I love Pinterest. I love pinning all the quotes, and art, and crafts, and recipes, and decor....all things I may never, ever DO anything with! But no matter, I just find it relaxing to crawl into bed with my iPad and pin away.
Except for last night.
Last night, my Pinterest feed was full of fun activities for kids. I don’t know why it was, except that I like to pin kids’ craft ideas occasionally, and maybe I follow some homeschoolers and crafters or something. Anyway, lots of the pins were about clever ways to teach values and character virtues. How to teach scripture memorization. Fun activities with a spiritual purpose. Crafts that teach kindness. Flash cards that teach empathy. Printables for every season. Cupcakes to die for. Room decor that looked amazing. On and on. Oh, the things were so cute, and so beautifully photographed!
Suddenly, I felt bad.
I felt regretful.
I felt guilty.
I felt sad.
I realized I’d been a horrible mom.
I realized that I didn’t do any fun OR clever things with my kids when they were little! We didn’t make donkey stamps with our hands to symbolize the Easter Donkey. We didn’t make finger puppets for Jesus and His disciples. We didn’t make Virtuous Character flash cards. We didn’t make our own snow-globes. Let’s not even talk about the adorable birthday parties we didn’t have. And room decor? We painted the walls, bought a comforter at Target, and called it done.
What was I thinking??
Oh, we read bedtime stories. We had devotions (sadly, somewhat inconsistently). We had a craft table with paper, markers and glue. We made forts. I made them play outside. We had lots and lots of fun. But to think I sent these kids off into the world without proper Bible memorization! To think that I shortchanged them by not making clever crafts and decorating their rooms! To think I packed their lunches in brown bags and ziplocks, when I could have made darling shapes out of the whole wheat bread and the organic vegetables.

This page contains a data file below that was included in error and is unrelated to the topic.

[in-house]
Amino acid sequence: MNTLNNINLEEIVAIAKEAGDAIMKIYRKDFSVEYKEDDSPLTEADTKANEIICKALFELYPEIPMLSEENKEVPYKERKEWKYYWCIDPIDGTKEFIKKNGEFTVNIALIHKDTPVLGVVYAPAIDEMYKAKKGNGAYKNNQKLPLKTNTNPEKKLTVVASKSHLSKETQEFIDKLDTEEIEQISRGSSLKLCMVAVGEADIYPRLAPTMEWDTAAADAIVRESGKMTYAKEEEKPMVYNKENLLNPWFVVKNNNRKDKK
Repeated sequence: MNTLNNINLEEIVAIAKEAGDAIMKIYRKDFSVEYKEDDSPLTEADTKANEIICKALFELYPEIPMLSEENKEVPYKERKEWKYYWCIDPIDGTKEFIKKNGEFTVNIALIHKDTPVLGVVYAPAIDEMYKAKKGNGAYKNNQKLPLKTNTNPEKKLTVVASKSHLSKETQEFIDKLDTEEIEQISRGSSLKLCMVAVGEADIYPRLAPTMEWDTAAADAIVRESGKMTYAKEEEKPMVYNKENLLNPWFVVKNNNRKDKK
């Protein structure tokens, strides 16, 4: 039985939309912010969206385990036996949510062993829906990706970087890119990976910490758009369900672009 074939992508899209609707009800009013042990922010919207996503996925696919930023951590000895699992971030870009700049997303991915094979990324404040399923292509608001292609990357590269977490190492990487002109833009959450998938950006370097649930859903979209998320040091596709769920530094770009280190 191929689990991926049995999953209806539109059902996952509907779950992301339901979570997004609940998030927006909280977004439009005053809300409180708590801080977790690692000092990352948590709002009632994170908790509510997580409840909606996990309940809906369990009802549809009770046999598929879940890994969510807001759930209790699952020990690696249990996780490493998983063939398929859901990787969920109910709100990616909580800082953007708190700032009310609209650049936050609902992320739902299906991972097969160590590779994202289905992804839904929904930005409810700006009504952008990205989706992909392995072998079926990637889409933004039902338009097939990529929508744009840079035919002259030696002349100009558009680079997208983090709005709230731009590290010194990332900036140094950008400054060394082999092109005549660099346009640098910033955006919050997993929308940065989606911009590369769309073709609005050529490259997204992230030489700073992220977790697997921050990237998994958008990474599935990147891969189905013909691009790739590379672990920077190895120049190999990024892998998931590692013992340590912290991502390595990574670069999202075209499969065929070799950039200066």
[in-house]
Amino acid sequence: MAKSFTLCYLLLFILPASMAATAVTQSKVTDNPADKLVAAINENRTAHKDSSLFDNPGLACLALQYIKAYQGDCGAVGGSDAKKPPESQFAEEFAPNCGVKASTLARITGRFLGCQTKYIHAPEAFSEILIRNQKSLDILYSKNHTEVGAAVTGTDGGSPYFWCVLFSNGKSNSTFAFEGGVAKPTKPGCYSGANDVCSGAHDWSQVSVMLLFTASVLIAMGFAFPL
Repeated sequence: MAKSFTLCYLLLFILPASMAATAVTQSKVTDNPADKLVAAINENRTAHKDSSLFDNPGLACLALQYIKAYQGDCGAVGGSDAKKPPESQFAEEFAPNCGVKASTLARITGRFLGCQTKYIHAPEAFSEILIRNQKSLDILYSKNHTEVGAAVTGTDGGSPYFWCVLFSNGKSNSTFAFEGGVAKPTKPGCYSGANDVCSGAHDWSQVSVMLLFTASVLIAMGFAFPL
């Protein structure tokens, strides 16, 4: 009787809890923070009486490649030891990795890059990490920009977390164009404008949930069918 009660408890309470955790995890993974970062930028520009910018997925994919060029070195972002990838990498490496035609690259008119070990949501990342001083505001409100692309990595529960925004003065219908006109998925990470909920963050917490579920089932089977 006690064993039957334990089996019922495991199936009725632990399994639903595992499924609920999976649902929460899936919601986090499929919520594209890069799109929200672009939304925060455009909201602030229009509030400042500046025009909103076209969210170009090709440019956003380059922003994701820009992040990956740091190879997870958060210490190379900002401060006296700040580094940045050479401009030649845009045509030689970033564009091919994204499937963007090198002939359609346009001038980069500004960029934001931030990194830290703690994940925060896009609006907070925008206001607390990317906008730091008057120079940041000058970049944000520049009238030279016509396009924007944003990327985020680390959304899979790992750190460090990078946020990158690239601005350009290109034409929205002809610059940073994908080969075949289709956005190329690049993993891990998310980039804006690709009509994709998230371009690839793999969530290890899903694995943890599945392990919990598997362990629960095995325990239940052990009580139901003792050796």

I don’t know how my kids survived.
All I know is that I did the best I could with what I had.
We lived on a tight budget, and many of those years we didn’t have a whole lot. I was short on patience and energy. I had one book on parenting, and a bunch of Adventures in Odyssey cassette tapes for the kids when they got restless. We tie-dyed T-shirts once. We made popcorn and milkshakes and watched Disney movies on a blanket regularly. Big whoop. Seems so lame now.
But I loved those kids, and they knew it. They still know it.
For me, the sun rises and sets on them, and they are the best gifts I could have imagined. They are all grown up now, and somehow, we managed to make it without many Pinterest-worthy experiences. I didn’t do amazing crafts with them, but I believed in them, and their abilities to take on the world. I didn’t make organic dinners (unless rotisserie chicken counts?), but I tried to have most of the food groups represented, at least on a weekly basis. We didn’t travel much, but hey, we sure watched a lot of PBS. I tried to instill them with wonder about God, and the universe He created. I hoped that they’d see my faith as real - something to embrace for themselves. Our home would never have graced the cover of a magazine, but it was where everybody belonged.
As the kids grew, I memorized their faces and kissed their cheeks when they were sleeping. (Of course, also when they were awake. They loved it.) But there’s something about those eyelashes and messy bedheads and rosy cheeks by the glow of a nightlight. It begs for kissing. I dreamed that they would grow up and always know what it is to be loved.
To be loved. Forever. And ever, and ever.
I didn’t always do the best job, and now I see where I went wrong, with the crafts and all.
I’m glad my kids survived their Pinterest-free childhoods long enough for me to realize I’ll get a second chance with my grandkids.
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